China’s horrifying use of the death penalty remains one of the country’s deadly secrets, as the authorities continue to execute thousands of people each year, Amnesty International said in its 2016 global review of the death penalty published today.
A new in-depth investigation by Amnesty International, also published today, shows that the Chinese authorities enforce an elaborate secrecy system to obscure the shocking scale of executions in the country, despite repeated claims it is making progress towards judicial transparency.
Excluding China, states around the world executed 1,032 people in 2016. China executed more than all other countries in the world put together, while the USA reached a historic low in its use of the death penalty in 2016.
“China wants to be a leader on the world stage, but when it comes to the death penalty it is leading in the worst possible way – executing more people annually than any other country in the world,” said Salil Shetty, Secretary General of Amnesty International.
“The Chinese regime has recognized it is a laggard in terms of openness and judicial transparency, but it persists in actively concealing the true scale of executions. It is high time for China to lift the veil on this deadly secret and finally come clean about its death penalty system.”
“Just a handful of countries are still executing people on a large scale. The majority of states no longer condone the state taking human life. With just four countries responsible for 87% of all recorded executions – the death penalty is itself living on borrowed time.”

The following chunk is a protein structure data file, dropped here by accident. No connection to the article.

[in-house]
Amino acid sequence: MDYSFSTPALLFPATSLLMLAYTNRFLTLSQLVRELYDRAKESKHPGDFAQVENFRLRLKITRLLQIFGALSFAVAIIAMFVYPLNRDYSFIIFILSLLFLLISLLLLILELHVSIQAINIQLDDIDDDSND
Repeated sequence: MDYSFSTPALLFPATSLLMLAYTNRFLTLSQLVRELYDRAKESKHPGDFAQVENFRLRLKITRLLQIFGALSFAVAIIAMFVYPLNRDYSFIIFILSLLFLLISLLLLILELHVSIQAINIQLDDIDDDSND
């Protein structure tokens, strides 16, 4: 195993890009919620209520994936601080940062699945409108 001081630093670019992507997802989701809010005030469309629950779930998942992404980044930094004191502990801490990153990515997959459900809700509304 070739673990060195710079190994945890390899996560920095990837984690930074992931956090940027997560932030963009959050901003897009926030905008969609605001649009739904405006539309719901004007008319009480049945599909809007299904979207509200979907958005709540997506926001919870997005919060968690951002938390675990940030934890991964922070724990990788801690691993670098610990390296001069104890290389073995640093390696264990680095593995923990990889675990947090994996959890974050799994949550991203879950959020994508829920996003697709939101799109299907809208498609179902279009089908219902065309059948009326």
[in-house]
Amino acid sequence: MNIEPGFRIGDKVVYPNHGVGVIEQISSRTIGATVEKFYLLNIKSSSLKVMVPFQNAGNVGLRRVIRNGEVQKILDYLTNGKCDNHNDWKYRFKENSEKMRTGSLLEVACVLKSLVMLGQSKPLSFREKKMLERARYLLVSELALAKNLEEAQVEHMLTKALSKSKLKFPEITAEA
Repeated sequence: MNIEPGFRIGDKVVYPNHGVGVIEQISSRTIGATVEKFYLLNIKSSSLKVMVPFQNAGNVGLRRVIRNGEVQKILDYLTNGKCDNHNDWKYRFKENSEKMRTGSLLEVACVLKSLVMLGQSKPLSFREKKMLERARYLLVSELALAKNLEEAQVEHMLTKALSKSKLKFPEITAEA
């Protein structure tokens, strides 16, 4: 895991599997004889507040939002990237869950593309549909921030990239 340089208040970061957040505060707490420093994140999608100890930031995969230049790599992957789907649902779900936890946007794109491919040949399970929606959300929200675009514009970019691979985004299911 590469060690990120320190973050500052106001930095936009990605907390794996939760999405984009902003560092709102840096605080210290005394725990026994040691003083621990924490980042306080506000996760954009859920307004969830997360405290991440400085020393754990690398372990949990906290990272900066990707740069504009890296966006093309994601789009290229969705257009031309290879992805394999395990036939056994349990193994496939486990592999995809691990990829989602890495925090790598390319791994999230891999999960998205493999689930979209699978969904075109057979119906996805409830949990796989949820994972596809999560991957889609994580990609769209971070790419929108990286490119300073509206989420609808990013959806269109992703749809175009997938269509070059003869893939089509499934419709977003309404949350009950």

China transparency claims “misleading”
Amnesty International’s investigation exposes that hundreds of documented death penalty cases are missing from a national online court database that was initially touted as a “crucial step towards openness” and is regularly heralded as evidence that the country’s judicial system has nothing to hide.
China’s database contains only a tiny fraction of the thousands of death sentences that Amnesty International estimates are handed out every year in China, reflecting the fact that the Chinese regime continues to maintain almost total secrecy over the number of people sentenced to death and executed in the country.
China classifies most information related to the death penalty as “state secrets” and in any case virtually any information can be classified as a state secret under China’s overbroad secrecy laws.
Amnesty International found public news reports of at least 931 individuals executed between 2014 and 2016 (only a fraction of the total executions), but only 85 of them are in the state database.
The database also omits foreign nationals given death sentences for drug-related crimes -despite media reports of at least 11 executions of foreign nationals. Numerous cases related to “terrorism” and drug-related offences are also absent.
“The Chinese government uses partial disclosures and unverifiable assertions to claim progress in reducing the number of executions yet at the same time maintains near absolute secrecy. This is deliberately misleading.” said Salil Shetty.
“China is a complete outlier in the world community when it comes to the death penalty, out of step with international legal standards and in contravention with repeated UN requests to report how many people it executes.”
Over the past few years the risk of people being executed for crimes they did not commit has caused increasing alarm among the public in China.In December 2016, the Supreme People’s Court overturned the wrongful conviction of one of the most prominent case of miscarriage of justice and wrongful execution, Nie Shubin. He had been executed 21 years earlier, at the age of 20. In 2016 Chinese courts decided four people facing the death penalty were innocent and quashed their death sentences.